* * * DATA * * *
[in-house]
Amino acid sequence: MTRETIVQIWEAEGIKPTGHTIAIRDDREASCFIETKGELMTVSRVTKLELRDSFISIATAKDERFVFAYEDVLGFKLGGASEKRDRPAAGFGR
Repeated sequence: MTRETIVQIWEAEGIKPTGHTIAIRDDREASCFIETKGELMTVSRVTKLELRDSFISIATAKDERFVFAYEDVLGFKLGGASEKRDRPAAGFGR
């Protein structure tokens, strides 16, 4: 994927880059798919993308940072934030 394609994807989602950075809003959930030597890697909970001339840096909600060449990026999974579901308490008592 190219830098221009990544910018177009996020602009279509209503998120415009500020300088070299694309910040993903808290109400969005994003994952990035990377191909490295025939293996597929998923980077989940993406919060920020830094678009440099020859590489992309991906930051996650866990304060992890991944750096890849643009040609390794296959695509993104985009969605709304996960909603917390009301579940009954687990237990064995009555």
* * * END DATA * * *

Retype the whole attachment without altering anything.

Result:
[in-house]
Amino acid sequence: MTRETIVQIWEAEGIKPTGHTIAIRDDREASCFIETKGELMTVSRVTKLELRDSFISIATAKDERFVFAYEDVLGFKLGGASEKRDRPAAGFGR
Repeated sequence: MTRETIVQIWEAEGIKPTGHTIAIRDDREASCFIETKGELMTVSRVTKLELRDSFISIATAKDERFVFAYEDVLGFKLGGASEKRDRPAAGFGR
């Protein structure tokens, strides 16, 4: 994927880059798919993308940072934030 394609994807989602950075809003959930030597890697909970001339840096909600060449990026999974579901308490008592 190219830098221009990544910018177009996020602009279509209503998120415009500020300088070299694309910040993903808290109400969005994003994952990035990377191909490295025939293996597929998923980077989940993406919060920020830094678009440099020859590489992309991906930051996650866990304060992890991944750096890849643009040609390794296959695509993104985009969605709304996960909603917390009301579940009954687990237990064995009555």